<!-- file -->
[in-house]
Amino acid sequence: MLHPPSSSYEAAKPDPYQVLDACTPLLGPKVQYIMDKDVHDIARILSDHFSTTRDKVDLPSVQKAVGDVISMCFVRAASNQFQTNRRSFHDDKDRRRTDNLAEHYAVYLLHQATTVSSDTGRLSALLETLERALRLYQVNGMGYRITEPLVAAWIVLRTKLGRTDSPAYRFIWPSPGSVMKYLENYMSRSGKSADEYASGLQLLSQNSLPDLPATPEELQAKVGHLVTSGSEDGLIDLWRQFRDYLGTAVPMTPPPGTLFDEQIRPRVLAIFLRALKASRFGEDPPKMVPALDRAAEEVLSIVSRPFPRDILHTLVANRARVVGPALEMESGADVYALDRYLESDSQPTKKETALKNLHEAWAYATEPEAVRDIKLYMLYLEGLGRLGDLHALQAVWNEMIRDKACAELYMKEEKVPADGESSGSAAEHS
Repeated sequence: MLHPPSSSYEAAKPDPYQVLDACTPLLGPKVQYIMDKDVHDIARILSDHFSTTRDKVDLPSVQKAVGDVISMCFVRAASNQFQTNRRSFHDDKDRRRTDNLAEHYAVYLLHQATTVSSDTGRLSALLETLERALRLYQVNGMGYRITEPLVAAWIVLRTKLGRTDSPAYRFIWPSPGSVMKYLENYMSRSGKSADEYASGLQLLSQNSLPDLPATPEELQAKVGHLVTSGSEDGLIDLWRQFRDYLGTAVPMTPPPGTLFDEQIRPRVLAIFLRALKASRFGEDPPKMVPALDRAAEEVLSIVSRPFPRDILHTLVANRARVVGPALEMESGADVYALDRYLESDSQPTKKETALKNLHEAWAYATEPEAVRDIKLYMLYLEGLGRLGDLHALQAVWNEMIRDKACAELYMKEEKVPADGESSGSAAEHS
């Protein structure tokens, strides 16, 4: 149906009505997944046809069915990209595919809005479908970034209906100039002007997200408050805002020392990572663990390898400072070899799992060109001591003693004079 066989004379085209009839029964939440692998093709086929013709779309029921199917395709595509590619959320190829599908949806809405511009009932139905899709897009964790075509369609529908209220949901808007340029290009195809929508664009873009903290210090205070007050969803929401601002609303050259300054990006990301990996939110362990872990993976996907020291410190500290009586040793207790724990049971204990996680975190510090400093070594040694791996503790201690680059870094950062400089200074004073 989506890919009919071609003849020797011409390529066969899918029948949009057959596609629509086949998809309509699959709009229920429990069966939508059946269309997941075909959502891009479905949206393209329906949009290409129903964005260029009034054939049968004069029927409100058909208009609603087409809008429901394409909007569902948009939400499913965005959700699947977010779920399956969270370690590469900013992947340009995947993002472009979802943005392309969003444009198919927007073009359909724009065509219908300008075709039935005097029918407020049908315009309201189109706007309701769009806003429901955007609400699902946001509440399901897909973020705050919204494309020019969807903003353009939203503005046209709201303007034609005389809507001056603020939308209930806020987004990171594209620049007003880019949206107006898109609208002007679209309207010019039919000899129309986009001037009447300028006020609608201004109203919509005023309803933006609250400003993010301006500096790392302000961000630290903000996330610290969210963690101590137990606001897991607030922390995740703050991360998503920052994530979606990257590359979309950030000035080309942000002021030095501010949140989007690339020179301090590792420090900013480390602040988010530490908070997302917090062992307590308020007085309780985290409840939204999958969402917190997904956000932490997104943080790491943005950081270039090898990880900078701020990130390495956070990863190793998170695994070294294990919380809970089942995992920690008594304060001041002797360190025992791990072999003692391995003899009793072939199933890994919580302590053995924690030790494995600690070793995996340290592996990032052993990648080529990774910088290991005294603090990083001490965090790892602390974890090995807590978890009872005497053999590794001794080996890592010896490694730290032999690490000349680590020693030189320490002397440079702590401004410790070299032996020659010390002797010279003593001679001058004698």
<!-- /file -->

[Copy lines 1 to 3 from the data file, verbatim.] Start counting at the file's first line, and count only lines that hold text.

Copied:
[in-house]
Amino acid sequence: MLHPPSSSYEAAKPDPYQVLDACTPLLGPKVQYIMDKDVHDIARILSDHFSTTRDKVDLPSVQKAVGDVISMCFVRAASNQFQTNRRSFHDDKDRRRTDNLAEHYAVYLLHQATTVSSDTGRLSALLETLERALRLYQVNGMGYRITEPLVAAWIVLRTKLGRTDSPAYRFIWPSPGSVMKYLENYMSRSGKSADEYASGLQLLSQNSLPDLPATPEELQAKVGHLVTSGSEDGLIDLWRQFRDYLGTAVPMTPPPGTLFDEQIRPRVLAIFLRALKASRFGEDPPKMVPALDRAAEEVLSIVSRPFPRDILHTLVANRARVVGPALEMESGADVYALDRYLESDSQPTKKETALKNLHEAWAYATEPEAVRDIKLYMLYLEGLGRLGDLHALQAVWNEMIRDKACAELYMKEEKVPADGESSGSAAEHS
Repeated sequence: MLHPPSSSYEAAKPDPYQVLDACTPLLGPKVQYIMDKDVHDIARILSDHFSTTRDKVDLPSVQKAVGDVISMCFVRAASNQFQTNRRSFHDDKDRRRTDNLAEHYAVYLLHQATTVSSDTGRLSALLETLERALRLYQVNGMGYRITEPLVAAWIVLRTKLGRTDSPAYRFIWPSPGSVMKYLENYMSRSGKSADEYASGLQLLSQNSLPDLPATPEELQAKVGHLVTSGSEDGLIDLWRQFRDYLGTAVPMTPPPGTLFDEQIRPRVLAIFLRALKASRFGEDPPKMVPALDRAAEEVLSIVSRPFPRDILHTLVANRARVVGPALEMESGADVYALDRYLESDSQPTKKETALKNLHEAWAYATEPEAVRDIKLYMLYLEGLGRLGDLHALQAVWNEMIRDKACAELYMKEEKVPADGESSGSAAEHS